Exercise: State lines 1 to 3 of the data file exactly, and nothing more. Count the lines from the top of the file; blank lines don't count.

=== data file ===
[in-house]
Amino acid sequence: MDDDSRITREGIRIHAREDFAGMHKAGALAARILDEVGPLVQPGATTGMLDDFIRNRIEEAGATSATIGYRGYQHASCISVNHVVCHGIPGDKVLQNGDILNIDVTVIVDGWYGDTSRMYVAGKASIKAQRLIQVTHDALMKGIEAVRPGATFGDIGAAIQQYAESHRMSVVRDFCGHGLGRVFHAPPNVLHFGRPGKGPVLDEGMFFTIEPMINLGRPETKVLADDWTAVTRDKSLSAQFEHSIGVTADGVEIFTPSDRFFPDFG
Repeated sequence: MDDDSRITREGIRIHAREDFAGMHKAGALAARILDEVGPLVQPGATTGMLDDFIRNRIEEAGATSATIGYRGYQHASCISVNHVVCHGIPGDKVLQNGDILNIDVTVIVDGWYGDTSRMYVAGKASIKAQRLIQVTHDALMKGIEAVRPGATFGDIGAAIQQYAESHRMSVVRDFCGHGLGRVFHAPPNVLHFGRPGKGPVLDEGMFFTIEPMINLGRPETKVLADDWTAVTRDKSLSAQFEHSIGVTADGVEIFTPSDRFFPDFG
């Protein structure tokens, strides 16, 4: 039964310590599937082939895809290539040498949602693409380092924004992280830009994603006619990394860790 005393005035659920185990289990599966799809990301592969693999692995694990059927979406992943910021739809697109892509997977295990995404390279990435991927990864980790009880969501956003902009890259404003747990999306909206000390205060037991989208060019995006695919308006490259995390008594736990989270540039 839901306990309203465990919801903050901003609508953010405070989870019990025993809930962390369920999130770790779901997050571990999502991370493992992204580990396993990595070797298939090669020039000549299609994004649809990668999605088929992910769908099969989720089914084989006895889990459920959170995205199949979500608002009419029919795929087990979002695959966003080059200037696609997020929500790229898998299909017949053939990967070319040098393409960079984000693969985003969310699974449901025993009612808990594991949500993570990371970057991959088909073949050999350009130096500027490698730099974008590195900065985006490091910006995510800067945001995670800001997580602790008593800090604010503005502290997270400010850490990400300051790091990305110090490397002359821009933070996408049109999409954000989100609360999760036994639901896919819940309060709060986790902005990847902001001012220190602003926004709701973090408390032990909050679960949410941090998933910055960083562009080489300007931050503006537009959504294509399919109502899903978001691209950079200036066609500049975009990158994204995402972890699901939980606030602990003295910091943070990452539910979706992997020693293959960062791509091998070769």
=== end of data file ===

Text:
[in-house]
Amino acid sequence: MDDDSRITREGIRIHAREDFAGMHKAGALAARILDEVGPLVQPGATTGMLDDFIRNRIEEAGATSATIGYRGYQHASCISVNHVVCHGIPGDKVLQNGDILNIDVTVIVDGWYGDTSRMYVAGKASIKAQRLIQVTHDALMKGIEAVRPGATFGDIGAAIQQYAESHRMSVVRDFCGHGLGRVFHAPPNVLHFGRPGKGPVLDEGMFFTIEPMINLGRPETKVLADDWTAVTRDKSLSAQFEHSIGVTADGVEIFTPSDRFFPDFG
Repeated sequence: MDDDSRITREGIRIHAREDFAGMHKAGALAARILDEVGPLVQPGATTGMLDDFIRNRIEEAGATSATIGYRGYQHASCISVNHVVCHGIPGDKVLQNGDILNIDVTVIVDGWYGDTSRMYVAGKASIKAQRLIQVTHDALMKGIEAVRPGATFGDIGAAIQQYAESHRMSVVRDFCGHGLGRVFHAPPNVLHFGRPGKGPVLDEGMFFTIEPMINLGRPETKVLADDWTAVTRDKSLSAQFEHSIGVTADGVEIFTPSDRFFPDFG